August 3rd, 2011|
August 3, 2011
A pilot lost his life Wednesday, August 3, when his 1960 Piper Comanche went down in Camas, Washington.
The accident occurred around 4:40 p.m. in a field less than a mile northeast of Grove Field Airport. The 84-year-old pilot was returning to Camas after a pilot friend flew him earlier in the day to Hermiston, Oregon, to pick up his plane. He was reportedly maneuvering near the airport, allowing another pilot to land, when his plane crashed into a small hill near the intersection of Northeast 267th Avenue and 19th Street.
A witness reports that the plane nosedived into the ground “at full throttle.”
Another witness told The Columbian, “I just heard a super, super loud noise. I looked out a window and I could just see the wings of a plane. I was pretty sure it was going to hit the house. I went to the front door to get out. I could see him trying to turn. I came out the front door and felt the house shake, and the ground shake, like a small earthquake.”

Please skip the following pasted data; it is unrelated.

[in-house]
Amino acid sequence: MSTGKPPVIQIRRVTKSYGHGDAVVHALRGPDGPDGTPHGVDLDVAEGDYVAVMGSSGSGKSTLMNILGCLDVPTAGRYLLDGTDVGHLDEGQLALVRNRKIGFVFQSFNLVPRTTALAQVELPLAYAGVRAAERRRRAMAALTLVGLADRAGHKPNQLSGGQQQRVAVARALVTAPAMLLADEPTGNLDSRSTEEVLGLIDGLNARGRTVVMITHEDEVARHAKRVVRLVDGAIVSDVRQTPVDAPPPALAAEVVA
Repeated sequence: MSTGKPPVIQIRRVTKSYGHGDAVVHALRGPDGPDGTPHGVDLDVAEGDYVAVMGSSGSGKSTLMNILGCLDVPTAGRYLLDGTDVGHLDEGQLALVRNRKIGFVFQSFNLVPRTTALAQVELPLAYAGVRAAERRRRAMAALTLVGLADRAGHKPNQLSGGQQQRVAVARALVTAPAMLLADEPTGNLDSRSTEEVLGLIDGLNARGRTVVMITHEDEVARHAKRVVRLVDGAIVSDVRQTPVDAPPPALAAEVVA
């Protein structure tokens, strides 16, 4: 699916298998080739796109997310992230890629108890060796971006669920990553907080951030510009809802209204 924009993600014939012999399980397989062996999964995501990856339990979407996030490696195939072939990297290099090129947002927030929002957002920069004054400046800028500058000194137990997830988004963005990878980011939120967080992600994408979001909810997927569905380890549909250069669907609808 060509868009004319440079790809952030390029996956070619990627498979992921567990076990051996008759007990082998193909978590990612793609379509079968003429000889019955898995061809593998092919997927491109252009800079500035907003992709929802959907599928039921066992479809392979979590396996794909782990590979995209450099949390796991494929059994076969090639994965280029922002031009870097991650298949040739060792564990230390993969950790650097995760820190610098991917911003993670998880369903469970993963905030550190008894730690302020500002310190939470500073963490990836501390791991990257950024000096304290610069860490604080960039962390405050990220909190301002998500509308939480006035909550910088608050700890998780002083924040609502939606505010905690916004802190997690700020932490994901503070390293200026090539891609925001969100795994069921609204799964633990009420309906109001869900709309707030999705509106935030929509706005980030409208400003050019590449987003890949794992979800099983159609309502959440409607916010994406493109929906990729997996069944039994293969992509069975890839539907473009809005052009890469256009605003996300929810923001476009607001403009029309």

The Columbian reports that the pilot, a collector of World War II airplanes, had told airport official Jim Metzger that his Comanche (also known as a PA-24-250) needed some repairs. Metzer says he believes a medical problem caused the crash.
The victim owned approximately 15 airplanes. He maintained five acres, two hangars, and a mobile home at the north end of Grove Field Airport and also kept a residence in Canby, Oregon.
What do you think caused this Washington State aviation accident?
If you or someone you know has had their safety compromised on a commercial or private aircraft, the aviation lawyers at Nurenberg, Paris, Heller & McCarthy can help.